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Sharepoint 2010 : Planning for Governance (part 2) - What Is in the Governance Plan - Vision Statement, Roles and Responsibilities

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3. What Is in the Governance Plan?

An effective governance plan provides a framework for design standards, information architecture, service-level agreements, infrastructure maintenance, and your overall measurement plan. It is intended to summarize and tie together, not replace, the documents that describe these activities in detail. Referencing this related content rather than embedding it in the governance plan will keep the plan from becoming unnecessarily bloated and unmanageable.

In addition, the governance plan should reference all of your existing IT policies for topics such as the appropriate use of technology resources, confidentiality of content, and records retention. As you begin to deploy more and more “Web 2.0” functionality into your environment, new IT policies will emerge that will impact SharePoint governance. Again, your plan doesn’t need to include these emerging policies, but should reference them where appropriate.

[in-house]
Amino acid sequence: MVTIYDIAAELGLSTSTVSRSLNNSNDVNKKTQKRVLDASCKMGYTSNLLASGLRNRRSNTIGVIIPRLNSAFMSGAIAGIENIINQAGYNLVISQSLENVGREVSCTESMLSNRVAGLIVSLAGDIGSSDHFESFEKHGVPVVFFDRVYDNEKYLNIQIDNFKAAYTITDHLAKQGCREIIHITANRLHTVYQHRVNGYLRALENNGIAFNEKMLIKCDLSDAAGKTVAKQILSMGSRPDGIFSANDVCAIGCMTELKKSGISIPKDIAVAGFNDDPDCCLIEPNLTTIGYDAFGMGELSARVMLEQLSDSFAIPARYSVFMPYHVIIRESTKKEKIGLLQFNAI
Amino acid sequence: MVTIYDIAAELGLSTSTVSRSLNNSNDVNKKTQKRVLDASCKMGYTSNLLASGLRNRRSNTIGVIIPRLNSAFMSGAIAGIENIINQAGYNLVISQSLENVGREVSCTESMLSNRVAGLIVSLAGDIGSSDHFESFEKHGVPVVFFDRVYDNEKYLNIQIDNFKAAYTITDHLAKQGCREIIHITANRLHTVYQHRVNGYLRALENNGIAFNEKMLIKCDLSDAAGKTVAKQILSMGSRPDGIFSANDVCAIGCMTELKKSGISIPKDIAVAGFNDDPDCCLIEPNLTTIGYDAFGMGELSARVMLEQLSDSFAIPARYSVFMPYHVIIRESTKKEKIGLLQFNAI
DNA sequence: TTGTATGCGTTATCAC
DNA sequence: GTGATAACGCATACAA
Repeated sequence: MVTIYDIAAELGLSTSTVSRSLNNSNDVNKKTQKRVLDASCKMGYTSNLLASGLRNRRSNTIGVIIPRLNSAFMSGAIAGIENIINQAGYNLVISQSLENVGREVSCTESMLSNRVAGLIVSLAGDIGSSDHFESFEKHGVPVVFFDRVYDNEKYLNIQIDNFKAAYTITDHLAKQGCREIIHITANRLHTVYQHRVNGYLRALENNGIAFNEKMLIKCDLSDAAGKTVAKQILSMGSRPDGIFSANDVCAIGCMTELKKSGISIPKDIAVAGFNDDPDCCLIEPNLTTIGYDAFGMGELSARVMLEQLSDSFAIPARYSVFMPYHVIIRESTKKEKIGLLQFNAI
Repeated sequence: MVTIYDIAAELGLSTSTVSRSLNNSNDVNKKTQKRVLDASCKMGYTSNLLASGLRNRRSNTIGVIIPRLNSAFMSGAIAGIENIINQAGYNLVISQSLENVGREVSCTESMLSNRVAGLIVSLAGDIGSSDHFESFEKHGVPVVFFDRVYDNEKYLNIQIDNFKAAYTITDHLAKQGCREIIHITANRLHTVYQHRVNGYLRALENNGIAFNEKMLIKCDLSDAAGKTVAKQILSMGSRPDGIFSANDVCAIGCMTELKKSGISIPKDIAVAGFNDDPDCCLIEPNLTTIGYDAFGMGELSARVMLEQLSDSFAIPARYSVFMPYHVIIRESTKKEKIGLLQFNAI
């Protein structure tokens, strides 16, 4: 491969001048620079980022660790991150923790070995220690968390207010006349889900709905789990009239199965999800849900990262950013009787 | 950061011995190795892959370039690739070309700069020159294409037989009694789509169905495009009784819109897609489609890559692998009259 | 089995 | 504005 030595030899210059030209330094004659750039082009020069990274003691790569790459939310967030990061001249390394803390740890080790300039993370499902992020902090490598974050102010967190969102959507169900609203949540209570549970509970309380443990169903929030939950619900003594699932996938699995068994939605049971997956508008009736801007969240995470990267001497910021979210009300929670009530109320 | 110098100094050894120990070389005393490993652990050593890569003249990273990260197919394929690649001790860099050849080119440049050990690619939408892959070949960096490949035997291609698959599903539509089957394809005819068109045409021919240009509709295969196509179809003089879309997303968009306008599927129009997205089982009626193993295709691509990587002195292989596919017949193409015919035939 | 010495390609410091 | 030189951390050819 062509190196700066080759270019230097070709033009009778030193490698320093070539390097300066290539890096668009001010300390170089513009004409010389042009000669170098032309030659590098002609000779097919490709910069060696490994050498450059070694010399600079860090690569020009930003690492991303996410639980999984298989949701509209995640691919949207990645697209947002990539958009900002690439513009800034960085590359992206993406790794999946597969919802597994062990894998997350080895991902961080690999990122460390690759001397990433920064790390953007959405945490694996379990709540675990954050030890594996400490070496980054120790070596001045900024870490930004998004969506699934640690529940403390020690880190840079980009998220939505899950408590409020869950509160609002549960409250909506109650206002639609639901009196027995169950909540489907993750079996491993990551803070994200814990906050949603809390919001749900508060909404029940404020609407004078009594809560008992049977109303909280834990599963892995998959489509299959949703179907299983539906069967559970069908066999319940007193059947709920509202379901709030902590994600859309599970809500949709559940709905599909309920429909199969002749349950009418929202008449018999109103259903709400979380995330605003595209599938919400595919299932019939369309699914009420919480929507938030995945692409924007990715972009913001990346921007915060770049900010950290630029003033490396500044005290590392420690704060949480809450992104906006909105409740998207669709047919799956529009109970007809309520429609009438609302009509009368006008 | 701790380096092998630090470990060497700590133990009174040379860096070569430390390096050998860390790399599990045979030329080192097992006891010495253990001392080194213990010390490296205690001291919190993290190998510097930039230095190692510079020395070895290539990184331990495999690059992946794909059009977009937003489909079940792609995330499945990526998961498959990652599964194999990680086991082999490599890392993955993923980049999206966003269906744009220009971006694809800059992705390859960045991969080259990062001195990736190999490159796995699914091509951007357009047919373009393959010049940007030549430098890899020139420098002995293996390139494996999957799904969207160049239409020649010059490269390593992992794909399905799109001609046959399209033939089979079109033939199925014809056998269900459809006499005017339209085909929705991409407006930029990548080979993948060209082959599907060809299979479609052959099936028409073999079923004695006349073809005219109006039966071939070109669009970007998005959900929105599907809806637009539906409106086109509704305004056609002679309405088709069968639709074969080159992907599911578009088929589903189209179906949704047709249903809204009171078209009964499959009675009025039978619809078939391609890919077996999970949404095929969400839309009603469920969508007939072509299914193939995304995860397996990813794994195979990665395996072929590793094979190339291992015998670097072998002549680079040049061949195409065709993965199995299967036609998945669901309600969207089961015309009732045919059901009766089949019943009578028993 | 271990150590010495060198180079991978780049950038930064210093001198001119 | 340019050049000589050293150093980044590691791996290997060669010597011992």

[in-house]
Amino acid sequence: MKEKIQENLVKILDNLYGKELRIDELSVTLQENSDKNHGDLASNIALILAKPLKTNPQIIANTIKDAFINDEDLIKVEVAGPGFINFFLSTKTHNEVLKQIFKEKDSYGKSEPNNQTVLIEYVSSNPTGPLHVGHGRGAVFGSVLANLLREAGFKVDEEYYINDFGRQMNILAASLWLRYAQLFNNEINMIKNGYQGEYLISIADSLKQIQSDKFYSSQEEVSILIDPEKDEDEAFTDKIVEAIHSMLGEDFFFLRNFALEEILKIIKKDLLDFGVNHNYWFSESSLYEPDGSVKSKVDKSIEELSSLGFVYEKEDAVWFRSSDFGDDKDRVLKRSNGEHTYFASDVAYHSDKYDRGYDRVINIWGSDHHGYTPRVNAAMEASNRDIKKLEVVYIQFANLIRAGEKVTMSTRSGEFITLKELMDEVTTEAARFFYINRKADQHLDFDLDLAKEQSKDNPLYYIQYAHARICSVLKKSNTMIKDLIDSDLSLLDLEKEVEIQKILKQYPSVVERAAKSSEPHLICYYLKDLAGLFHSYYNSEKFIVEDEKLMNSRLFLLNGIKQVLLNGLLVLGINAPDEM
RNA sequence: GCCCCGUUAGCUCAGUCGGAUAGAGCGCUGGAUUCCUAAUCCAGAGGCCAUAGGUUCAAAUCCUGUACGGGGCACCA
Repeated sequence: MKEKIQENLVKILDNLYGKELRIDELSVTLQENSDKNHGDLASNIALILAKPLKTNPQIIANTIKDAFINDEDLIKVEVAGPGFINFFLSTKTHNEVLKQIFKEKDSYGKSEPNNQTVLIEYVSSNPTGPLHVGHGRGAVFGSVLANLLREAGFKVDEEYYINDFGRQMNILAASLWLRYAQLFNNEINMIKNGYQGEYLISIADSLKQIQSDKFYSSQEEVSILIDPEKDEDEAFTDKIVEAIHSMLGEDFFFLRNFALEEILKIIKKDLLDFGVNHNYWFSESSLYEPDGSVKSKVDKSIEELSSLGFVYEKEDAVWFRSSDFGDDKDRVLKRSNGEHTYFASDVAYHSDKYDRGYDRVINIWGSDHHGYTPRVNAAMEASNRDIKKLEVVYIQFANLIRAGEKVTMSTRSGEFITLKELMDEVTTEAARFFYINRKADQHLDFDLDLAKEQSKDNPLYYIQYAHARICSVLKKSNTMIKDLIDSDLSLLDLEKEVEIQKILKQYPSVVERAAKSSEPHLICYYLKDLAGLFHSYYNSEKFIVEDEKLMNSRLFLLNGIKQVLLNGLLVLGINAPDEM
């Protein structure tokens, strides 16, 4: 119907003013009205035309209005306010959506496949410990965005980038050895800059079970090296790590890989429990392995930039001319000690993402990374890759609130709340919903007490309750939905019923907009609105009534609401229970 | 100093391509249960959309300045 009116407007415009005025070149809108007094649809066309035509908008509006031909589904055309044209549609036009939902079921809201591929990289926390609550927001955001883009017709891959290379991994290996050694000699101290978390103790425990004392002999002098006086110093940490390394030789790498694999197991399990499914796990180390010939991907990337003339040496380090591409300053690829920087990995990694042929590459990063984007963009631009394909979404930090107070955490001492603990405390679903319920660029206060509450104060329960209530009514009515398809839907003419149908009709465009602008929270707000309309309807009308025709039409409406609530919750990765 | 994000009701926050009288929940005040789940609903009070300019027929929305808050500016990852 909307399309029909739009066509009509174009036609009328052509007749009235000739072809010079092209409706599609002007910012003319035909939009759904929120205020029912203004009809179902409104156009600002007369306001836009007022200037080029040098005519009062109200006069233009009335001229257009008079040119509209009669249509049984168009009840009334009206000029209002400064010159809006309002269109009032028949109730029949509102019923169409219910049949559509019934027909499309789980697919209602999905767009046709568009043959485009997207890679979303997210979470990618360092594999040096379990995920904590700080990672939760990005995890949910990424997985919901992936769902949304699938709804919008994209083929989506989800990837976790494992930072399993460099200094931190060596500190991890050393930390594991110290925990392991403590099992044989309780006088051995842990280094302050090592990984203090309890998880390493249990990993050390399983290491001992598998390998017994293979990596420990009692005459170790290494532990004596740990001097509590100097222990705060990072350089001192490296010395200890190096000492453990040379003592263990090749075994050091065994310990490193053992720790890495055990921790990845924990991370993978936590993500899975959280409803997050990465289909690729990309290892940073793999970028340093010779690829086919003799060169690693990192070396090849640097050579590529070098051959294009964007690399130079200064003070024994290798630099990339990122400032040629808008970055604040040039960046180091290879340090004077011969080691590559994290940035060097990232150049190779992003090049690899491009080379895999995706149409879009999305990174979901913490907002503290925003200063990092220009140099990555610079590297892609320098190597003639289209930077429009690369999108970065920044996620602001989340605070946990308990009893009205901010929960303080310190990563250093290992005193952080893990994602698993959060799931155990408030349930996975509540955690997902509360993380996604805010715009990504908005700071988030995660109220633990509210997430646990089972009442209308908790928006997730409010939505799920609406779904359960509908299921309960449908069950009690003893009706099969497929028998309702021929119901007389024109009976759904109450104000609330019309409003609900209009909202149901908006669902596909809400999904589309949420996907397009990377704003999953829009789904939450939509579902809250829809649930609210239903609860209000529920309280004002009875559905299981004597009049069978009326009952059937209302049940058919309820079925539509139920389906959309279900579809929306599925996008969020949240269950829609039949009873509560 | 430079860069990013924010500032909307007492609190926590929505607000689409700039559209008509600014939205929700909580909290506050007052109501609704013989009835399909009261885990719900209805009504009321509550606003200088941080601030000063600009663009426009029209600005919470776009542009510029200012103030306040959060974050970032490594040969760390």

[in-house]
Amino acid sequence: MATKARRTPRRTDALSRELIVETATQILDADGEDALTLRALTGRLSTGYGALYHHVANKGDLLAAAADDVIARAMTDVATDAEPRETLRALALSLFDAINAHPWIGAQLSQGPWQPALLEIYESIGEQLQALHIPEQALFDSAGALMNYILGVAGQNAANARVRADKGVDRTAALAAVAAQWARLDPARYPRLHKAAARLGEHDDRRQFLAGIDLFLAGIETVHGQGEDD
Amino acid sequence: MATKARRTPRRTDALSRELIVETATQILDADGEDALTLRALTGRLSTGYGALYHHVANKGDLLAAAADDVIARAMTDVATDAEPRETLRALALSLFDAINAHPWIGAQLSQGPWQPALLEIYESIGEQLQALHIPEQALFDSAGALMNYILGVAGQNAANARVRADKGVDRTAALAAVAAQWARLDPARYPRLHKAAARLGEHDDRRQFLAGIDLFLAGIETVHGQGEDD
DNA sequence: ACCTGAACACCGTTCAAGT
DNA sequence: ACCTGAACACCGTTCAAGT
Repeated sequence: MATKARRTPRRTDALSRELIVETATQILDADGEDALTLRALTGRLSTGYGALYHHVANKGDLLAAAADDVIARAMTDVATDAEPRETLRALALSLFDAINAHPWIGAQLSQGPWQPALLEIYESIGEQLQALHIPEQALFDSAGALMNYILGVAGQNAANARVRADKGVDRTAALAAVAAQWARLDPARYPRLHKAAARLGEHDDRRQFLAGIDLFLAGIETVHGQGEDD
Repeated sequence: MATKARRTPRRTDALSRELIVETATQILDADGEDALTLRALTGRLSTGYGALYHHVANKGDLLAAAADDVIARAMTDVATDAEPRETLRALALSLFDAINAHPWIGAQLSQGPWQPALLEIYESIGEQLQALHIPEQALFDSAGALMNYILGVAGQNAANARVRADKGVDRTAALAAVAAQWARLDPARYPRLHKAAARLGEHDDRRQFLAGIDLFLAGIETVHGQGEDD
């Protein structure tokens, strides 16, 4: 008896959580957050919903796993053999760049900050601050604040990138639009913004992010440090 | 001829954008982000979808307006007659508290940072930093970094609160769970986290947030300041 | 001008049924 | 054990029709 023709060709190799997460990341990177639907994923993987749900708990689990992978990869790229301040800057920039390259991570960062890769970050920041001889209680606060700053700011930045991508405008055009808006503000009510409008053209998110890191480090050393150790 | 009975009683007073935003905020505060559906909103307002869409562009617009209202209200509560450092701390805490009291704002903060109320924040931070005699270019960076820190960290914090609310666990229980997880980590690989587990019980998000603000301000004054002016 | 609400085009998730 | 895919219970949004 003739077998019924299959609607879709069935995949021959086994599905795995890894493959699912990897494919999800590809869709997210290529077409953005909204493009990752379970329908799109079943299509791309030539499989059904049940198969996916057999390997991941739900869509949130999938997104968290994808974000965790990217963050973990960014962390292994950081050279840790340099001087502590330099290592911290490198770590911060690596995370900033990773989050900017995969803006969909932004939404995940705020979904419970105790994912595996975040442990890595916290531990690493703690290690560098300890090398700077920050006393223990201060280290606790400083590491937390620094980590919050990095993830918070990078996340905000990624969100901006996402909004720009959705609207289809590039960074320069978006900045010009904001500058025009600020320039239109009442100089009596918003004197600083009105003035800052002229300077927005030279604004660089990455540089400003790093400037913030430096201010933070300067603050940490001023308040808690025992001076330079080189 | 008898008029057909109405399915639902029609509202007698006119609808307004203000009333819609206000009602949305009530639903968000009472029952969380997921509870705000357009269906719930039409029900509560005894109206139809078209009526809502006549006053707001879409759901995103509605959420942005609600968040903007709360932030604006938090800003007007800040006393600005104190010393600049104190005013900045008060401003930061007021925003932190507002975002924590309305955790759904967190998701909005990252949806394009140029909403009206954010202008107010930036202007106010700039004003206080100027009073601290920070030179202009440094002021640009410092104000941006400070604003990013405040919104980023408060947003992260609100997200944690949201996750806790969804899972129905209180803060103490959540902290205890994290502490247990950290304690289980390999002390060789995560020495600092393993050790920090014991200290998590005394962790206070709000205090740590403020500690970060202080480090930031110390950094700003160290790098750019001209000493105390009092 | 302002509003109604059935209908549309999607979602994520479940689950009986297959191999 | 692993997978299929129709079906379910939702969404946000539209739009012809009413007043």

The governance plan is a business document, its primary audience being the business (content) owners of your SharePoint sites and the users who produce and consume the content on those sites. Because all users can effectively produce content in SharePoint via social tags and ratings (if you allow these in your solution), everyone in the organization needs to be familiar with the governance plan.

In addition to these elements, your plan will likely also include a section that references procedures for common tasks such as requesting a new site, requesting a new shared Content Type or attribute, requesting a new site template, and so on. Publish these procedures so site owners can easily find and follow the processes you define.